Hormone can help women who have suffered miscarriage

The lives of 4,700 babies could be saved every year if women who have suffered a miscarriage were given a hormone in their next pregnancy, researchers say.

A study found that women with a history of miscarriage who have early bleeding in their next pregnancy could benefit from progesterone.

Researchers from the University of Birmingham said an estimated 4,700 babies’ lives per year in the UK could be saved.

The research involved 4,153 pregnant women who presented with early pregnancy bleeding at 48 UK hospitals.

They were randomly assigned by computer into one of two groups – one group of 2,079 women who were given 400mg of progesterone twice daily as a vaginal pessary, while the other group of 2,074 were given a placebo.

While the study did not show that progesterone could help all women who suffered early pregnancy bleeding, it was found to help those who had suffered a previous miscarriage.

Of the 777 women given progesterone who had previously had one or two miscarriages, 591 (76%) went on to have a live birth, compared with 534 women out of 738 in the placebo group (72%).

The benefit was greater for the women who had suffered three or more miscarriages, with a 15% increase in the live birth rate in the progesterone group compared with the placebo group.

Of 137 women with three or more previous miscarriages, 98 (72%) went on to have a live birth, compared with 57% (85 out of 148) of women in the placebo group.

The PRISM trial, which was funded by the National Institute for Health Research (NIHR) and published in the New England Journal of Medicine, was the largest of its kind.

Arri Coomarasamy, professor of gynaecology at the University of Birmingham and director of Tommy’s National Centre for Miscarriage Research, said: “The role of progesterone in women with early pregnancy bleeding has been studied and debated for about 60 years, however what we have previously lacked is high-quality evidence.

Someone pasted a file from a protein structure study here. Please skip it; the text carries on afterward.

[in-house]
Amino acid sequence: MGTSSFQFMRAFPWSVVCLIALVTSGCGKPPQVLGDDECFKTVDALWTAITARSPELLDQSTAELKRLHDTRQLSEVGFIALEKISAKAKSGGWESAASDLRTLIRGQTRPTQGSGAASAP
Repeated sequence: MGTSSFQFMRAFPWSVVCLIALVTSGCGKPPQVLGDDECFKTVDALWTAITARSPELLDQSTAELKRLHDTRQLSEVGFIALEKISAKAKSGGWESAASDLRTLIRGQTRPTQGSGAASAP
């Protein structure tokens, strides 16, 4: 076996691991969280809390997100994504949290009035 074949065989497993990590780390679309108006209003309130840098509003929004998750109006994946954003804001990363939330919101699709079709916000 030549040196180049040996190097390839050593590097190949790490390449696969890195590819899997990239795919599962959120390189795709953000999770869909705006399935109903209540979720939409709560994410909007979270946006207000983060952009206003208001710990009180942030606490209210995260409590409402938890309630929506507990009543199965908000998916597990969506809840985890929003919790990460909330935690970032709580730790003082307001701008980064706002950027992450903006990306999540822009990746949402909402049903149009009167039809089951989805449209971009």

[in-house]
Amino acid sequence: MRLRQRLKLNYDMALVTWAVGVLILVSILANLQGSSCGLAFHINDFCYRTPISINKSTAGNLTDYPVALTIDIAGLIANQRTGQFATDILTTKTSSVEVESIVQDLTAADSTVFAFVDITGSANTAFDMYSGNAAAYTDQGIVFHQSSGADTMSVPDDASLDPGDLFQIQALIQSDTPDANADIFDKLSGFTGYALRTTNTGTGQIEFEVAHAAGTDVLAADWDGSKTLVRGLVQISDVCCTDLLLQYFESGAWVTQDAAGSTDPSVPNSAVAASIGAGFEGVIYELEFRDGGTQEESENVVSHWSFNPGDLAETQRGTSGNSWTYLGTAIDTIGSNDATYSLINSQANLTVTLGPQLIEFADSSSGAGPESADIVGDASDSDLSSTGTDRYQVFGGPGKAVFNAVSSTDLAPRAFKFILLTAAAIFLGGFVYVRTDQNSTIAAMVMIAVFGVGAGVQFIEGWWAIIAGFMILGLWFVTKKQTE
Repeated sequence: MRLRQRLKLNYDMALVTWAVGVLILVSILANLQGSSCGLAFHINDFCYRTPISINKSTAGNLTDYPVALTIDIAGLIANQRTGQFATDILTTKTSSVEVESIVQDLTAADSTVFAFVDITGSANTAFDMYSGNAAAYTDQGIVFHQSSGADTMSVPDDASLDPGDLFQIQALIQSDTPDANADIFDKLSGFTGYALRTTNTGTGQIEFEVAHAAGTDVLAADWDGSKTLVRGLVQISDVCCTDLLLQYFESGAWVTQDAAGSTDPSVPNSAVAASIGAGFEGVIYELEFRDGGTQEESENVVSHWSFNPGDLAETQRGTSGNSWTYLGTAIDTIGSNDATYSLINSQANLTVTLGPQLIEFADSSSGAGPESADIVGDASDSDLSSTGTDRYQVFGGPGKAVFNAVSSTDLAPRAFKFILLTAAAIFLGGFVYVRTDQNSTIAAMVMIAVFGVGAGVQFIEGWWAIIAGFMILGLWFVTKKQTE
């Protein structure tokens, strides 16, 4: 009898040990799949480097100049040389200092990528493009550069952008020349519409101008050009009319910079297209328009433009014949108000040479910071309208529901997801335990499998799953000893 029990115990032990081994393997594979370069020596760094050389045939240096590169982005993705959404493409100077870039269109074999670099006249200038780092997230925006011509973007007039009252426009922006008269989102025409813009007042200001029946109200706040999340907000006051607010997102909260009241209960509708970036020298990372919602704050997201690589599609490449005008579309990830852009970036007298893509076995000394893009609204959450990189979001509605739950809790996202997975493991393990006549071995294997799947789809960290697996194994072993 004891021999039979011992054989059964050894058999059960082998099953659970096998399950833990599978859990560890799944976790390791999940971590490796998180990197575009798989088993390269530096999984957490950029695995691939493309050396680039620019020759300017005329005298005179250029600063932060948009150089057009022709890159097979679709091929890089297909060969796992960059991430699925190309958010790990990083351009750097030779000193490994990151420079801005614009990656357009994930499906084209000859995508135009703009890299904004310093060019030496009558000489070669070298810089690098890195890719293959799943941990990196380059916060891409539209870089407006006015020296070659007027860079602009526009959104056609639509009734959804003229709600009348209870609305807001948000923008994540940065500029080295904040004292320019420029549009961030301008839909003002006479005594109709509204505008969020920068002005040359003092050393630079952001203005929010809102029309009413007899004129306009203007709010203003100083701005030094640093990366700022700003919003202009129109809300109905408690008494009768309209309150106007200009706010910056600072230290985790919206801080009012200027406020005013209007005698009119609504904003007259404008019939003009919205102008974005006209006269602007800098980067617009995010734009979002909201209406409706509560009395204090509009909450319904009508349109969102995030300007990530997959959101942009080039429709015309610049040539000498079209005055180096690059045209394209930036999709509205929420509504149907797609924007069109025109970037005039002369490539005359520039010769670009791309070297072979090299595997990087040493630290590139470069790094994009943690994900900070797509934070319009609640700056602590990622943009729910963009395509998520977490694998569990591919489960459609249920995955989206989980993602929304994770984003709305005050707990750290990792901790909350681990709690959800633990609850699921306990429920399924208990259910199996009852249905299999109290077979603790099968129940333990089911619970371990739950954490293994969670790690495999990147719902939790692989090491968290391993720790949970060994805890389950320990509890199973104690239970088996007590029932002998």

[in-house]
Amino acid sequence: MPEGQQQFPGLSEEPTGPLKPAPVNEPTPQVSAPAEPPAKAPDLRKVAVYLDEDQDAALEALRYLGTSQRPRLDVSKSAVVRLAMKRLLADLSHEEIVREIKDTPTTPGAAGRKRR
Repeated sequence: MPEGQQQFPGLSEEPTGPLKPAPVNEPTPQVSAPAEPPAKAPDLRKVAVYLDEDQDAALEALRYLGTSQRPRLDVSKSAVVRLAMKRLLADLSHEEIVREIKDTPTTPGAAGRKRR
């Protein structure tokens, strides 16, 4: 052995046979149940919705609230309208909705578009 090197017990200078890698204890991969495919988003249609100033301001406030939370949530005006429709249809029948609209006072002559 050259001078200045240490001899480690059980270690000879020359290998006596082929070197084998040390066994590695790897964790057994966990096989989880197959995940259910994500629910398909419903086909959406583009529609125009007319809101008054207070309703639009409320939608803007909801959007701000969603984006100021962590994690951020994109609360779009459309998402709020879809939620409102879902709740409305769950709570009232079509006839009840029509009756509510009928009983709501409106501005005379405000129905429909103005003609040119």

“The largest study before the PRISM trial had less than 200 participants, whereas our study had more than 4,000 participants and was of very high quality, which means we can be confident in our findings.

“Our finding that women who are at risk of a miscarriage because of current pregnancy bleeding and a history of a previous miscarriage could benefit from progesterone treatment has huge implications for practice.

“This treatment could save thousands of babies who may have otherwise been lost to a miscarriage.

“We hope that this evidence will be considered by the National Institute for Health and Care Excellence (Nice) and that it will be used to update national guidelines for women at risk of miscarriage.”

Jane Brewin, chief executive of the Tommy’s baby charity, said: “The results from this study are important for parents who have experienced miscarriage – they now have a robust and effective treatment option which will save many lives and prevent much heartache.

“It gives us confidence to believe that further research will yield more treatments and ultimately make many more miscarriages preventable.”

Dr Adam Devall, senior clinical trial fellow at the University of Birmingham and manager of Tommy’s National Centre for Miscarriage Research, said: “Miscarriage is a common complication of pregnancy, affecting one in five women, and vaginal bleeding in early pregnancy is associated with a one in three risk of miscarriage.

“Several small studies have suggested that administering progesterone, a hormone essential for maintaining a pregnancy, may reduce the risk of miscarriage in women presenting with early pregnancy bleeding.”

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